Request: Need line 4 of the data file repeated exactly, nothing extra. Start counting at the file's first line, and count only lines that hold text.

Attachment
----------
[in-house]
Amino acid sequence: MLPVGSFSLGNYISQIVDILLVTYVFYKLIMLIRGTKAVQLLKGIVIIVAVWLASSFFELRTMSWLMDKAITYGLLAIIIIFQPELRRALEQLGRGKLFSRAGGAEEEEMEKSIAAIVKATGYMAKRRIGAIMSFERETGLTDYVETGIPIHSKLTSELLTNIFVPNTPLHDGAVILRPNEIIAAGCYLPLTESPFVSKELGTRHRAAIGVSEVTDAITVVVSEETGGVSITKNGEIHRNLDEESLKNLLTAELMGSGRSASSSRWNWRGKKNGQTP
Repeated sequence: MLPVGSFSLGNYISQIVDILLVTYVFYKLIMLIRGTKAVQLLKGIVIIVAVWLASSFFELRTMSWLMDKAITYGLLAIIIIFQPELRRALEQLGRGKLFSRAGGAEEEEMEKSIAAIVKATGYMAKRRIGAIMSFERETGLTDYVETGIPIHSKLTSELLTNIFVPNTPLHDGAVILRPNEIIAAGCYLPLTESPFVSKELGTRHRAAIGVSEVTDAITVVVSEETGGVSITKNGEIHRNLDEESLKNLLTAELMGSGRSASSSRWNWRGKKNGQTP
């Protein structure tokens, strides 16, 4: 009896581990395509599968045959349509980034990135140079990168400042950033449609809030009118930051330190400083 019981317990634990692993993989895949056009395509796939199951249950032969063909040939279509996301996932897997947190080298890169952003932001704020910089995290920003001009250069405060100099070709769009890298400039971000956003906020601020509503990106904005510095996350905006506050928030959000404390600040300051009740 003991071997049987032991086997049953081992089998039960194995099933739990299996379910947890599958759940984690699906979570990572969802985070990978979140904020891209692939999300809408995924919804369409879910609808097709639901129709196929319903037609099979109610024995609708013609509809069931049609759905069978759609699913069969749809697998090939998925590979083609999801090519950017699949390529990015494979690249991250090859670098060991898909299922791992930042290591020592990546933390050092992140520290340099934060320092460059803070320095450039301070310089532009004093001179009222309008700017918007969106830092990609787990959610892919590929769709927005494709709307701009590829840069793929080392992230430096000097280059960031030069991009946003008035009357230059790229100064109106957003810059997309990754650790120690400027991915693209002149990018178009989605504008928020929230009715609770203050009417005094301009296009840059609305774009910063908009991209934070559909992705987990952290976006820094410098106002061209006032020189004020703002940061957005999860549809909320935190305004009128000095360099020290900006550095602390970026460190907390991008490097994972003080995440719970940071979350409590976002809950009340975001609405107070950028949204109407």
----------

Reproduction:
């Protein structure tokens, strides 16, 4: 009896581990395509599968045959349509980034990135140079990168400042950033449609809030009118930051330190400083 019981317990634990692993993989895949056009395509796939199951249950032969063909040939279509996301996932897997947190080298890169952003932001704020910089995290920003001009250069405060100099070709769009890298400039971000956003906020601020509503990106904005510095996350905006506050928030959000404390600040300051009740 003991071997049987032991086997049953081992089998039960194995099933739990299996379910947890599958759940984690699906979570990572969802985070990978979140904020891209692939999300809408995924919804369409879910609808097709639901129709196929319903037609099979109610024995609708013609509809069931049609759905069978759609699913069969749809697998090939998925590979083609999801090519950017699949390529990015494979690249991250090859670098060991898909299922791992930042290591020592990546933390050092992140520290340099934060320092460059803070320095450039301070310089532009004093001179009222309008700017918007969106830092990609787990959610892919590929769709927005494709709307701009590829840069793929080392992230430096000097280059960031030069991009946003008035009357230059790229100064109106957003810059997309990754650790120690400027991915693209002149990018178009989605504008928020929230009715609770203050009417005094301009296009840059609305774009910063908009991209934070559909992705987990952290976006820094410098106002061209006032020189004020703002940061957005999860549809909320935190305004009128000095360099020290900006550095602390970026460190907390991008490097994972003080995440719970940071979350409590976002809950009340975001609405107070950028949204109407």